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With Few Clues, Market Crash Victim Remained a Mystery

After a week, relatives of Theresa Breglia are found. Family, friends say she was troubled.

July 23, 2003|Joel Rubin | Times Staff Writer

Theresa Breglia's slender 5-foot frame was the first body recovered by coroner's investigators a week ago at the Santa Monica Farmers' Market crash site.

The 50-year-old woman's jet-black hair was set off by a light pink jacket. She wore a beige shirt and brown pants. A cloth pouch wrapped around her slim waist contained no money, only a New York state driver's license and seven bus tokens -- five for the Los Angeles MTA, two for Santa Monica transit.

For five days, those few clues were of little help to investigators who struggled to find Breglia's next of kin. No one filed a missing-persons report on her. No one came forward to claim her body. Calls to the Bronx, N.Y., address on her license, and to the Moreno Valley home listed in computer databases came to nothing.

Finally, on Tuesday, a picture began to emerge of Theresa Breglia.

Acquaintances and family members described a troubled woman who struggled for years with mental illness. She was living with her sister in the Bronx until June, when she flew to Los Angeles, saying she wanted to reunite with her ex-husband. But the meeting never happened, and no one knows exactly how she spent the last month of her life.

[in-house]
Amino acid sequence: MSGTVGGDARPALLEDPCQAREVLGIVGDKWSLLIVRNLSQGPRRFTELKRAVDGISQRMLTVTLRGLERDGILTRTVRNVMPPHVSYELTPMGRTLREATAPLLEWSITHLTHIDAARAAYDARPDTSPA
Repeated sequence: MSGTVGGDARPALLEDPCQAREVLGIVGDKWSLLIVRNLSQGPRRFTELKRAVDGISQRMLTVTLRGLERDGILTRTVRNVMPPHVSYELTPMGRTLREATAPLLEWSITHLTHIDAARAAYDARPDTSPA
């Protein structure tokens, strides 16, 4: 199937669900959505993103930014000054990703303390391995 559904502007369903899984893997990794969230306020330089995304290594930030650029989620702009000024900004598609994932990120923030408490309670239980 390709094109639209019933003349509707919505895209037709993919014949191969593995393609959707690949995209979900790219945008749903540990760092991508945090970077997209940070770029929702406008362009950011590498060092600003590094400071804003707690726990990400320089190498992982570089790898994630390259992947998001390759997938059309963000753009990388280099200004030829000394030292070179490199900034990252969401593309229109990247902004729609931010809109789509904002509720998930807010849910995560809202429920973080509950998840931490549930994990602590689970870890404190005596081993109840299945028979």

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The coroner's office had little difficulty tracking down the families of the other nine people who died after a speeding car drove through the farmers market last week. But Theresa Breglia was a mystery from the start.

Working off the Bronx address on her license, they asked police to pay a visit to the row house. Officers from New York City's 43rd Precinct went by several times, but no one was home.

By Monday, investigators had asked newspapers and television stations to publicize her case to draw someone forward.

They also passed the case on to Doyle G. Tolbert, a coroner's investigator who specializes in locating next of kin.

"All these loose ends were just hanging there," Tolbert said of the case. "Somebody does not just go to the farmers market, have this happen and not have someone come looking. It intrigued me because of the questions as to what was going on."

Tolbert on Monday began running Breglia's name through nationwide computer databases, checking for any credit reports or property records that would provide a clue. Finally, a match turned up. It led Tolbert down a paper trail from an apartment in Queens, N.Y., to a home owned by Breglia's ex-husband, Steven, in Moreno Valley.

But the Queens address was an old one, and no one answered the phone in Moreno Valley.

On Tuesday, Tolbert reached Virginia Mercado, Breglia's sister in the Bronx, who was distraught over the news.

"She was a kind person," Mercado later said in an interview with The Times. "She wanted to go far away from New York and find a life out [in California]. She wanted to see her husband. She liked it out there."